There’s no denying the fact that the wedding industry is huge in the U.S., with the cost of venues, catering, attire –and so much more – quickly adding up as couples approach their big day. And with the wedding season just around the corner, wedding costs are likely on many Americans’ minds. 

So what kind of financial toll will weddings take this year? To understand this, CivicScience dove into the most recent data. 

Weddings were big in 2022, when many couples were able to move forward with wedding celebrations after the disruptions caused by the pandemic in the years prior. An estimated 2.6 million weddings were anticipated, up even from 2019 numbers. 

This year looks just as busy, if not even more so. Six percent of respondents are planning a wedding this year, while 10% have wedding plans after 2023, according to the latest CivicScience polling data. That’s compared to a May 2022 poll, when 5% said they had already gotten married or were planning to that year. 

However, there are several key differences among those planning to say “I do” this year compared to last year. 

When it comes to budgets, more Americans are expecting to spend less on their wedding. This year, 37% plan to spend less than $10K on a wedding and 27% plan to spend between $10K-$20K, as compared to 33% and 25% in 2022. While similar numbers of people plan to spend between $20K-$50K, the percentage of those planning to spend more than $50K has fallen significantly by five percentage points.

And when they do spend, the percentage of Americans paying with available cash on hand (versus borrowing, gifts, loans, or savings) has increased by 3 percentage points. Fewer will be taking out loans or borrowing money from family or friends (-2 percentage points), while more plan to use money that has been gifted (+2 percentage points).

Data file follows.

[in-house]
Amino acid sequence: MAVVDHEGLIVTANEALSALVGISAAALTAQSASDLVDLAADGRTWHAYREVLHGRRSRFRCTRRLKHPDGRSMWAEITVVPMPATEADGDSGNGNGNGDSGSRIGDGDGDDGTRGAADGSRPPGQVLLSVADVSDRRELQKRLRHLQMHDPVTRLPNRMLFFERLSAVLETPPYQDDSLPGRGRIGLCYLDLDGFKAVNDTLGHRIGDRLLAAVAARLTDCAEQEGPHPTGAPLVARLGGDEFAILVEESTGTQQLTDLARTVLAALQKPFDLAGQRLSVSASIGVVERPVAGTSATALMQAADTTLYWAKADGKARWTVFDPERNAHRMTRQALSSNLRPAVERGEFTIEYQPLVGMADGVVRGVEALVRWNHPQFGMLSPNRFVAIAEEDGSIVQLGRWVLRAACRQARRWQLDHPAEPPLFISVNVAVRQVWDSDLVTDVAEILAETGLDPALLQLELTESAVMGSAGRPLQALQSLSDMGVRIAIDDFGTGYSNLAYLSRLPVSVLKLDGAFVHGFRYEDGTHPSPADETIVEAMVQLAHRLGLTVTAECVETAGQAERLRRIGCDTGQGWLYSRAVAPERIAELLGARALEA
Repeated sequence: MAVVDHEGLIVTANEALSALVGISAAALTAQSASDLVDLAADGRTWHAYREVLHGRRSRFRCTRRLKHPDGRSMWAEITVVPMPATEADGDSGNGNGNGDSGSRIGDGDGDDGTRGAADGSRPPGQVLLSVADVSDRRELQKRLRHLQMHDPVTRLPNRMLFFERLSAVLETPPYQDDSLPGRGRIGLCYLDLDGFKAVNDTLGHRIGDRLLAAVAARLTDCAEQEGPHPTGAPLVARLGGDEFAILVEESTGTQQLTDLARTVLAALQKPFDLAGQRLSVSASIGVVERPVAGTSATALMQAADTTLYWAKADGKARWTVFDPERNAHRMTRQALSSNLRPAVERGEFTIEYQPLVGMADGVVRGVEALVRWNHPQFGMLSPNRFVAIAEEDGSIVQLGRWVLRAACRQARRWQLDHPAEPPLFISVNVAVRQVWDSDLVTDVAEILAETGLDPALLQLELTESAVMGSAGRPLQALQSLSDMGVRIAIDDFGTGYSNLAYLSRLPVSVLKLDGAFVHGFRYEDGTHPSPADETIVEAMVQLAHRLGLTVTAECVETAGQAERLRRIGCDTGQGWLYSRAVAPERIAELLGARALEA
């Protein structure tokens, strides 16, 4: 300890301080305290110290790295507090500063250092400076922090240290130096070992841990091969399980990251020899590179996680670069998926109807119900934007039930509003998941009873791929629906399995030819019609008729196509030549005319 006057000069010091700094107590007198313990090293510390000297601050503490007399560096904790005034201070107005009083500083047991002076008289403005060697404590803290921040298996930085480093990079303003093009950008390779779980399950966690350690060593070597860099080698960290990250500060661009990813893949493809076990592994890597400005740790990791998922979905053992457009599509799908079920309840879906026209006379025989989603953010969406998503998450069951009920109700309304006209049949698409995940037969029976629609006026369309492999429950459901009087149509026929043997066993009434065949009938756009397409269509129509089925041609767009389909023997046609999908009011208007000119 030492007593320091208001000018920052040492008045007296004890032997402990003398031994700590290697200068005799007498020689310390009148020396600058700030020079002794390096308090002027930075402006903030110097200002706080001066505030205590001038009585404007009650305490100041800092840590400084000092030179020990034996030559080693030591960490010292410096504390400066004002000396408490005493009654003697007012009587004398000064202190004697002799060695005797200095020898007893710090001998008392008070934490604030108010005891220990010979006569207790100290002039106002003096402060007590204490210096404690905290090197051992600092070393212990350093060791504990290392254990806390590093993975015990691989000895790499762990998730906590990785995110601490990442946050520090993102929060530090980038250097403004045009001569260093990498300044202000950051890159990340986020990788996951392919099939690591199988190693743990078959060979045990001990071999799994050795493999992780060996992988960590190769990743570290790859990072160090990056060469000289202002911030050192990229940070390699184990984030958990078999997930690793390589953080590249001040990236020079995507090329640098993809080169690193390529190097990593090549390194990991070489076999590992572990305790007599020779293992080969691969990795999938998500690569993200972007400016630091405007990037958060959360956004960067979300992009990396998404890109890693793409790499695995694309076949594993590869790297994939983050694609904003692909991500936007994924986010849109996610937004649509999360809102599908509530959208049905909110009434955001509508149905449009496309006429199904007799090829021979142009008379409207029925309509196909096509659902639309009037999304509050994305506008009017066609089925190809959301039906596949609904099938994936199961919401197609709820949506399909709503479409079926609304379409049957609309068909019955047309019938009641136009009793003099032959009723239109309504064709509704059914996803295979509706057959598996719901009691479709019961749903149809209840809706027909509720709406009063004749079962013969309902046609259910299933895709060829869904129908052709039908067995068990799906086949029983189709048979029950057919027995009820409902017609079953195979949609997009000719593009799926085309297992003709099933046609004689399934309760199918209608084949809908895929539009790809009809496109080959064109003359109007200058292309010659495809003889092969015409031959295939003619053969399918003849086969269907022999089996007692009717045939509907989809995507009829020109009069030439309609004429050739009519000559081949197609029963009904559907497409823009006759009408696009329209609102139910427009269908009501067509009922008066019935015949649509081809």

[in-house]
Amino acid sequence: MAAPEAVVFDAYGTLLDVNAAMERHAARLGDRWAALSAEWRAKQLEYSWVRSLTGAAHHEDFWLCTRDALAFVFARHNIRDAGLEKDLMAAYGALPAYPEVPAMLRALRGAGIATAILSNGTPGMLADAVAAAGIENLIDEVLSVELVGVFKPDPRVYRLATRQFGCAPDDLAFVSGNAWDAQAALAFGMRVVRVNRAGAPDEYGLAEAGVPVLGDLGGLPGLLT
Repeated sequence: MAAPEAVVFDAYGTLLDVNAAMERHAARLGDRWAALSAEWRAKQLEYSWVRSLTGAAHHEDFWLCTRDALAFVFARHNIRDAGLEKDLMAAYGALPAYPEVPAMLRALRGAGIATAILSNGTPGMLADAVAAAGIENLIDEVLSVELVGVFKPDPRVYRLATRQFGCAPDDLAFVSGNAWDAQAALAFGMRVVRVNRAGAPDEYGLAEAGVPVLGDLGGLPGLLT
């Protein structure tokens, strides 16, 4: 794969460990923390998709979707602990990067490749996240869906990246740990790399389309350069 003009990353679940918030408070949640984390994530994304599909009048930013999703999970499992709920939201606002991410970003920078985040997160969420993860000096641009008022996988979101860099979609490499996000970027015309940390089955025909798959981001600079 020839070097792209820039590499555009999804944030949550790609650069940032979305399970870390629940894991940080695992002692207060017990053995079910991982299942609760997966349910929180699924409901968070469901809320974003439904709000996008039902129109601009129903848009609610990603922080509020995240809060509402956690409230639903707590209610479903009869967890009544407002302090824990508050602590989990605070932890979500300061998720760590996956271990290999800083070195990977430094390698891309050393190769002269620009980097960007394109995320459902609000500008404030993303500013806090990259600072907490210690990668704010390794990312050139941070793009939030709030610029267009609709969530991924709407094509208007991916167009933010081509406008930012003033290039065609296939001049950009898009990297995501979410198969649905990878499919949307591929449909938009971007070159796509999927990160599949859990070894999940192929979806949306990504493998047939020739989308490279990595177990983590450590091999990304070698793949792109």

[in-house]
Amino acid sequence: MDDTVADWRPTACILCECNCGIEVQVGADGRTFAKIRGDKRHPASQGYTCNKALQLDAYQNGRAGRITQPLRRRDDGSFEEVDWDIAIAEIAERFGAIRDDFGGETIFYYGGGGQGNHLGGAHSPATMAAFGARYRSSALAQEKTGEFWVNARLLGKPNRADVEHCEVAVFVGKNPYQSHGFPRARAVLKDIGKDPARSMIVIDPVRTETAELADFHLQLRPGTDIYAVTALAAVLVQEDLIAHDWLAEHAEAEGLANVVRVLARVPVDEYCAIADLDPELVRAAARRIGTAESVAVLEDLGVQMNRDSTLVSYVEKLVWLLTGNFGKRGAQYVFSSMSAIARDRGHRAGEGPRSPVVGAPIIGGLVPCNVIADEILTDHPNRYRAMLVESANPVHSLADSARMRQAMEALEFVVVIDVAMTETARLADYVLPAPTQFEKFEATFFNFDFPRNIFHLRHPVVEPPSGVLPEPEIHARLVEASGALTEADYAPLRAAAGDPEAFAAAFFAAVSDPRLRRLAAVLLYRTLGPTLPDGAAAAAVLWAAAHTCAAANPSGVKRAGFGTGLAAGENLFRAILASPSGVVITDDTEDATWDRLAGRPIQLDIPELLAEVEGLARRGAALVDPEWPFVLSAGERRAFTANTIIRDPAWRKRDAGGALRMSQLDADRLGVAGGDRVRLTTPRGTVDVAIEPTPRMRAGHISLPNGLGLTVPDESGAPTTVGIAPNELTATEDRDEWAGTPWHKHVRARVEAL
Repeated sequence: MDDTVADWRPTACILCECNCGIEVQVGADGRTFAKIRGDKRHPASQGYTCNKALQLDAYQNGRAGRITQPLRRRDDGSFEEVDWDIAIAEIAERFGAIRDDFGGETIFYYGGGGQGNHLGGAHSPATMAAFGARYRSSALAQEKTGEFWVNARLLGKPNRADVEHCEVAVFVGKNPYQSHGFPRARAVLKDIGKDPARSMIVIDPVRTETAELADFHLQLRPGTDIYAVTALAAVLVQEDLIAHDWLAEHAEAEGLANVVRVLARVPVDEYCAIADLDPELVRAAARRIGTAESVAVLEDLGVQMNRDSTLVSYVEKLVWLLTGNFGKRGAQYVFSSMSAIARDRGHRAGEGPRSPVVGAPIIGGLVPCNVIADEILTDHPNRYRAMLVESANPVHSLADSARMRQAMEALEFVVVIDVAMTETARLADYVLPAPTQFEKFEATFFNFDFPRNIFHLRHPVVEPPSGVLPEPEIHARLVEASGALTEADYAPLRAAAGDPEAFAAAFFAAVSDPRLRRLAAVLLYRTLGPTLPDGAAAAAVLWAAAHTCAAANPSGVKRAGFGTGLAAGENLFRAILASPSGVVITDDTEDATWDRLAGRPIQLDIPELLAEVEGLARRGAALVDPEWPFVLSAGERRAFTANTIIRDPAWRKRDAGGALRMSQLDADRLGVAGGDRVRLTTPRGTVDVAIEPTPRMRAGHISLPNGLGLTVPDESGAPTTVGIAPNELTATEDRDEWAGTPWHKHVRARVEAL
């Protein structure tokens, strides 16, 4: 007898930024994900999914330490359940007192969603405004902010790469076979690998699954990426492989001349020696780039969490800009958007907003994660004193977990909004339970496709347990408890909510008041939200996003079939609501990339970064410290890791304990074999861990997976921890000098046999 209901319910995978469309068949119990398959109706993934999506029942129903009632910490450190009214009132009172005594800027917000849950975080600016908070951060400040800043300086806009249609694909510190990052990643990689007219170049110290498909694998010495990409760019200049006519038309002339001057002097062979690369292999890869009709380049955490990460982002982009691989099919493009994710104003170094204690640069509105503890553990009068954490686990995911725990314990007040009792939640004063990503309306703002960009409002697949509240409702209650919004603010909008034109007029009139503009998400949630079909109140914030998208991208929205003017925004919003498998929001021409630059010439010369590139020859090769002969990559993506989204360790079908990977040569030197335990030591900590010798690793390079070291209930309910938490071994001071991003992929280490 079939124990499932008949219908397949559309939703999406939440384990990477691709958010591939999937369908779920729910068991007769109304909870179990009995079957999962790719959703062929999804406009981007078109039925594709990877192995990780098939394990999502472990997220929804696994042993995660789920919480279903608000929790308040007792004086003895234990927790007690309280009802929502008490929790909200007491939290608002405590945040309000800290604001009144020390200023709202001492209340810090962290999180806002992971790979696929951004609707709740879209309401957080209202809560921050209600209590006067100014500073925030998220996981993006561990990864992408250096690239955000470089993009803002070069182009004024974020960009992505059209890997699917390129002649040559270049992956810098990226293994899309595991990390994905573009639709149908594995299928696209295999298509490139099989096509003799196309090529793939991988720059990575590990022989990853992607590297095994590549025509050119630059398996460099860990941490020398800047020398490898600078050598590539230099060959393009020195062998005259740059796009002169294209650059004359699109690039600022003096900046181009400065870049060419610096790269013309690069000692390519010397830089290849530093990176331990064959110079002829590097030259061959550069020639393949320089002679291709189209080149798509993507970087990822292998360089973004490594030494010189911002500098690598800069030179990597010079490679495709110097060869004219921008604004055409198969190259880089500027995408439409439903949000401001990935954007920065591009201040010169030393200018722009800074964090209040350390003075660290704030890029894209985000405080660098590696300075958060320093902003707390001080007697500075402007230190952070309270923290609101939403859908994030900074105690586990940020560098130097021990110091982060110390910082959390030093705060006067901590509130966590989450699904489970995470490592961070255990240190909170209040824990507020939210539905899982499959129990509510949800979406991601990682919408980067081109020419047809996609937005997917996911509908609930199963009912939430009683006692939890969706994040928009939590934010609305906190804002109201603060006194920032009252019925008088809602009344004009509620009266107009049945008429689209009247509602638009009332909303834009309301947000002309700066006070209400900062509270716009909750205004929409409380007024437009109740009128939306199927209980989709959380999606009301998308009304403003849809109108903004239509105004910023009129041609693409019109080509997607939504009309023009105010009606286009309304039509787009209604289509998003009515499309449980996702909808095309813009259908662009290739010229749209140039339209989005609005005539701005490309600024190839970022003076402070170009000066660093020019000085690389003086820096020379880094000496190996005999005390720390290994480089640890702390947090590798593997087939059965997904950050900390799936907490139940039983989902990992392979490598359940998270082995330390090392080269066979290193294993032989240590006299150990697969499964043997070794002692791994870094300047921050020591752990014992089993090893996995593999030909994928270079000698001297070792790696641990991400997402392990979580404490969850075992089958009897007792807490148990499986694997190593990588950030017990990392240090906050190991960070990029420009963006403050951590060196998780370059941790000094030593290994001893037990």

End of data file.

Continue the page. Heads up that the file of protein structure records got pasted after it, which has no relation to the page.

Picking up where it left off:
This change in anticipated spending behavior comes during a time of economic uncertainty, with inflation, the cost of living crisis, and interest rates clearly impacting big and small purchases alike. 

Many Couples Are Going Uninsured  

And yet, despite potential uncertainty in other parts of life, the majority of couples planning a wedding this year are unlikely to take out wedding insurance. Those planning to spend $40K or up are more likely to have already taken out a wedding insurance policy, but nearly half of these spenders don’t plan or are unlikely to do so. Those spending less than $40K are the most likely to plan to buy wedding insurance in the coming months.

Given the fact that plans to have a wedding reception immediately following the wedding are also down from 2022 (-5 percentage points), it’s possible that the desire to save money really is driving Americans’ wedding day decisions much more than last year. 

So what does this mean for the wedding industry and upcoming nuptials? Not surprisingly, couples are cutting back, paying with cash on hand, and potentially remaining more cautious spenders, so that their big day doesn’t make a big financial impact. 

Interested in a deeper dive into the wedding industry? Work with us.